Detecting and responding to marine invasive species rooted in ballast water

Detecting and responding to marine invasive species rooted in ballast water

Detecting and responding to marine invasive species rooted in ballast water amidst the continuous surge in maritime traffic, a trajectory expected to persist into the foreseeable future, there has been a pronounced escalation in incidents linked to Harmful Aquatic Organisms and Pathogens (HAOP) within port areas in recent years. This alarming trend emphasises the escalating importance of effectively confronting challenges associated with water safety and risk management in our vital port zones.

In a significant leap forward, the EU-funded Iliad project, dedicated to constructing digital replicas of our oceans known as Digital Twins of the Ocean (DTOs), is advancing its mission.

| Photo By: Antonio Alcaraz

Spearheaded by SPA/RAC, RAMANI, and Fundación Valencia Port, the project is introducing a specialised DTO designed to tackle the challenges posed by Harmful Aquatic Organisms and Pathogens (HAOP) along Spain's coastal regions. Dubbed the "Next Port of Call Risk Assessment (NPOCRA)" project, this innovative initiative seamlessly integrates into the RAMANI platform.

Leveraging high-resolution forecasting, Sentinel data, on-site observations, and contributions from citizen science, the NPOCRA service plays a pivotal role in delivering essential advisories on ballast discharges.

Beyond providing real-time assessments of invasive species risks, the DTO enhances forecasting for the spread of invasive species and facilitates the simulation of diverse scenarios for evaluating HAOP pollution.

Positioned as an intelligent tool, the NPOCRA service, as part of the Iliad project, seeks to guide cargo shipping companies in implementing the Ballast Water Convention, with potential extensions to monitor various other forms of maritime waste. This proactive risk assessment not only mitigates environmental impacts but also champions sustainable maritime cargo transport, concurrently reducing potential non-compliance costs.

Key Features:

  • Real-time HAOP risk assessment: NPOCRA provides continuous, real-time assessments of HAOP risks in ports, utilising advanced forecasting and observational data.
  • Advanced invasive species Forecasting: the DTO enhances forecasting for invasive species spread, offering a sophisticated tool for evaluating pollution scenarios related to HAOP.
  • Enhancing environmental compliance and sustainability in maritime cargo transport: the DTO proactively assesses risks related to maritime waste, guiding cargo shipping companies in compliance with the Ballast Water Convention. This promotes sustainable cargo transport and reduces non-compliance costs.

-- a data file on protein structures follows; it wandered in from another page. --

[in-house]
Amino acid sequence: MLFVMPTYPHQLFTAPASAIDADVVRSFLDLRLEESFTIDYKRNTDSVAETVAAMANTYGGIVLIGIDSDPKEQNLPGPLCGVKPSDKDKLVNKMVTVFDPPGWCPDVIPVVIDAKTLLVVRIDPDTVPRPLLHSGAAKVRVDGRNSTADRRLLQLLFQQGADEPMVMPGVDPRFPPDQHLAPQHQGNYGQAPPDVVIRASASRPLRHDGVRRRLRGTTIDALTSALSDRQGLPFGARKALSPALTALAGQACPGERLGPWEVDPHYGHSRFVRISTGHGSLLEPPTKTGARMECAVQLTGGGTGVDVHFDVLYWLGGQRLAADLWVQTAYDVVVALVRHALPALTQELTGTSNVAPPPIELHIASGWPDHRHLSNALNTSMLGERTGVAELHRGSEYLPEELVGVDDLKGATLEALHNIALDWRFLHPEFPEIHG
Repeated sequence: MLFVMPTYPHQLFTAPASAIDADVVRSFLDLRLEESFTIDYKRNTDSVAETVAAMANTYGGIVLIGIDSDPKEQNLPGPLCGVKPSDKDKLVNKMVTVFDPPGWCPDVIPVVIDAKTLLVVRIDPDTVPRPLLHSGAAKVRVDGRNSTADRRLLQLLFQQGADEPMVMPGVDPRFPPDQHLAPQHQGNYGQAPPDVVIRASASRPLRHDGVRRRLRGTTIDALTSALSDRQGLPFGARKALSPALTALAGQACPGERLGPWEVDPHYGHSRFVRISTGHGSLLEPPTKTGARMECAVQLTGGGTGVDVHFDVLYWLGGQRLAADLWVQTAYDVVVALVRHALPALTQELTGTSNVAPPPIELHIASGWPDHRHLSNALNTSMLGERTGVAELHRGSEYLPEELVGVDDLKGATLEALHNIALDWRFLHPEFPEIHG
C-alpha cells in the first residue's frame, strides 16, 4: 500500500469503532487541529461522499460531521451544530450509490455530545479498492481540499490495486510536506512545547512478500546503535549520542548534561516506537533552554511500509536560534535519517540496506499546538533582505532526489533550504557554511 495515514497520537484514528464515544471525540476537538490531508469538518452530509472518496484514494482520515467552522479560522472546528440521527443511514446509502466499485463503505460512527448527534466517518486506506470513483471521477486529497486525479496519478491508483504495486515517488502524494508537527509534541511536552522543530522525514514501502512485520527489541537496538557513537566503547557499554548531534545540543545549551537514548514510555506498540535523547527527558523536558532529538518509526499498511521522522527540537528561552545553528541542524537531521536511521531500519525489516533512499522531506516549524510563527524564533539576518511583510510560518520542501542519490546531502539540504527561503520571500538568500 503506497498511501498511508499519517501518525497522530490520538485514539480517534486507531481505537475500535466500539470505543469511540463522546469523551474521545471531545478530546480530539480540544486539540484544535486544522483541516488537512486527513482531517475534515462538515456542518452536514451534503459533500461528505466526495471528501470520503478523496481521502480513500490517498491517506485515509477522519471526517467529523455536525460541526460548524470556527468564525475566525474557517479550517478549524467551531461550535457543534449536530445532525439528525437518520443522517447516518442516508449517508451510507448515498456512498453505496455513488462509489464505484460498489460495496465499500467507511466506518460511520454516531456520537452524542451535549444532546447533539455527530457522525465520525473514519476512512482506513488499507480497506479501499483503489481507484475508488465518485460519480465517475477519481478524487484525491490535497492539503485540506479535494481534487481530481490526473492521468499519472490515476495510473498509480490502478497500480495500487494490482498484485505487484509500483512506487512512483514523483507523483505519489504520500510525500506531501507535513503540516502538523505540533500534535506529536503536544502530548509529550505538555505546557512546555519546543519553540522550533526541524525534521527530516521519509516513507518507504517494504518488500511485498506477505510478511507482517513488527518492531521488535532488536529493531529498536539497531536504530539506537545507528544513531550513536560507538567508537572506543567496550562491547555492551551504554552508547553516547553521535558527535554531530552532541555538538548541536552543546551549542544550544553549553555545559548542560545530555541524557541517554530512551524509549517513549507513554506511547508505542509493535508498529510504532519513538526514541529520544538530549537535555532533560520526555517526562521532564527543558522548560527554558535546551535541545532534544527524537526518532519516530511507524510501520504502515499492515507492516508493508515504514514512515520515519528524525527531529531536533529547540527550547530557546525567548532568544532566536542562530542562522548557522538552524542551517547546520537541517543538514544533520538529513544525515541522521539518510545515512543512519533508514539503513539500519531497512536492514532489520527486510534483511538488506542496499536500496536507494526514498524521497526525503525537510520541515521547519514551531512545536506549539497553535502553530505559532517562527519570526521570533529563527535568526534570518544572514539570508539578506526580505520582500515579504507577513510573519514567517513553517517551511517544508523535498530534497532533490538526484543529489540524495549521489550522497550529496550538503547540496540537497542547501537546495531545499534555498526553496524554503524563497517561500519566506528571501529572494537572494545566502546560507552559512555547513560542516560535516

Progress and Achievements:

  • Co-design of the minimum viable product/value-proposition (MVP) for the Invasive Species Risk Assessment service.
  • Establishment of a working group focused on Ballast Water.
  • Teaming up with stakeholders to allow for a regional approach and the shipping operators they serve.
  • It has been determined that a regional approach is preferred to align differences in ballast water regulations since the DT is most effectively utilised to simplify Ballast Water Management (BWM) exemption procedures, aiming to minimise threats from HAOP.
  • Launch of a call for consultancy for the development of a NIS monitoring programme and early warning system in the port of Sagunto.

Future Plans:

  • Expand the evaluation of user needs by partnering with additional stakeholders, enabling a regional strategy and enhancing their ability to better support shipping operators.
  • Identify possible risks presented by Non-Indigenous Species (NIS) and establish procedures for immediate intervention and mitigation.
  • Identifying the challenges and weaknesses in the control of ballast water management.
  • Investigate the use of eDNA assessment for HAOP.
  • Carry out a sampling of species in the Port of Sagunto.

The next steps:

At present, we are in the process of initiating a consulting service to seek an expert with technical and scientific proficiency for the implementation and development of a program to monitor Non-Indigenous Species (NIS) and ballast, along with an early alert system in the port of Sagunto (Spain), utilising environmental DNA (eDNA).

It constitutes the initial phase, serving as the foundation for a subsequent Phase 2 consulting endeavour. The second phase will engage a specialised company responsible for gathering data and conducting fieldwork, building upon the insights and conclusions derived from the initial consulting phase.

Through the utilisation of advanced scientific methodologies and monitoring techniques, this consulting initiative aims to establish a robust framework. This framework not only identifies potential threats posed by NIS but also sets up mechanisms for prompt intervention and mitigation. The overarching objective is to preserve the ecological balance of the port and its adjacent waters while fostering sustainable and responsible maritime activities.

Harbour Pilot

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